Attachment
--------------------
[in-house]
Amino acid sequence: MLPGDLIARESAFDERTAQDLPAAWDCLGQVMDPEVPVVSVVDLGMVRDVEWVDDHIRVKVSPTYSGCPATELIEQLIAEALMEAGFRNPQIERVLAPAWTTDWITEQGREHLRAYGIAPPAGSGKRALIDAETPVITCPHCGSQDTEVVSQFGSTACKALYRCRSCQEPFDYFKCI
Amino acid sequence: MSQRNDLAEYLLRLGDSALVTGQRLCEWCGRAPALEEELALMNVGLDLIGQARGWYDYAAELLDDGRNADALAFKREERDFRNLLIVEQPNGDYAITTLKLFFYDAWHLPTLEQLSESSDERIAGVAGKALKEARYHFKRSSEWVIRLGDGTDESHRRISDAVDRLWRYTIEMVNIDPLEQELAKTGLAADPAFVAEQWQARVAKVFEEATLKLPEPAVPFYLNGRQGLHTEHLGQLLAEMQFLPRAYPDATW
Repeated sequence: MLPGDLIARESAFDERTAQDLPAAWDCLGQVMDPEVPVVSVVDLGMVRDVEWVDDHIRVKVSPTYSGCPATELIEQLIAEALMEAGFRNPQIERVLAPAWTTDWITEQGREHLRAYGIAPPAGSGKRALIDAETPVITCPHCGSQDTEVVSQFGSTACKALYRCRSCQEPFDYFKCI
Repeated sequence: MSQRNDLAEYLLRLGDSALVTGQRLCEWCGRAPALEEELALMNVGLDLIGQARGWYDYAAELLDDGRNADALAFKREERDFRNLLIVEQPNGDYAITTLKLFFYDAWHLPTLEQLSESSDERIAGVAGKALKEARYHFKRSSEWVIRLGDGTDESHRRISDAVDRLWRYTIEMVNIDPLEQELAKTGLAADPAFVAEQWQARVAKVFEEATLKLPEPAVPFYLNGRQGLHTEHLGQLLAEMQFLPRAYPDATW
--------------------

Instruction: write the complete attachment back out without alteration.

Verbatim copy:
[in-house]
Amino acid sequence: MLPGDLIARESAFDERTAQDLPAAWDCLGQVMDPEVPVVSVVDLGMVRDVEWVDDHIRVKVSPTYSGCPATELIEQLIAEALMEAGFRNPQIERVLAPAWTTDWITEQGREHLRAYGIAPPAGSGKRALIDAETPVITCPHCGSQDTEVVSQFGSTACKALYRCRSCQEPFDYFKCI
Amino acid sequence: MSQRNDLAEYLLRLGDSALVTGQRLCEWCGRAPALEEELALMNVGLDLIGQARGWYDYAAELLDDGRNADALAFKREERDFRNLLIVEQPNGDYAITTLKLFFYDAWHLPTLEQLSESSDERIAGVAGKALKEARYHFKRSSEWVIRLGDGTDESHRRISDAVDRLWRYTIEMVNIDPLEQELAKTGLAADPAFVAEQWQARVAKVFEEATLKLPEPAVPFYLNGRQGLHTEHLGQLLAEMQFLPRAYPDATW
Repeated sequence: MLPGDLIARESAFDERTAQDLPAAWDCLGQVMDPEVPVVSVVDLGMVRDVEWVDDHIRVKVSPTYSGCPATELIEQLIAEALMEAGFRNPQIERVLAPAWTTDWITEQGREHLRAYGIAPPAGSGKRALIDAETPVITCPHCGSQDTEVVSQFGSTACKALYRCRSCQEPFDYFKCI
Repeated sequence: MSQRNDLAEYLLRLGDSALVTGQRLCEWCGRAPALEEELALMNVGLDLIGQARGWYDYAAELLDDGRNADALAFKREERDFRNLLIVEQPNGDYAITTLKLFFYDAWHLPTLEQLSESSDERIAGVAGKALKEARYHFKRSSEWVIRLGDGTDESHRRISDAVDRLWRYTIEMVNIDPLEQELAKTGLAADPAFVAEQWQARVAKVFEEATLKLPEPAVPFYLNGRQGLHTEHLGQLLAEMQFLPRAYPDATW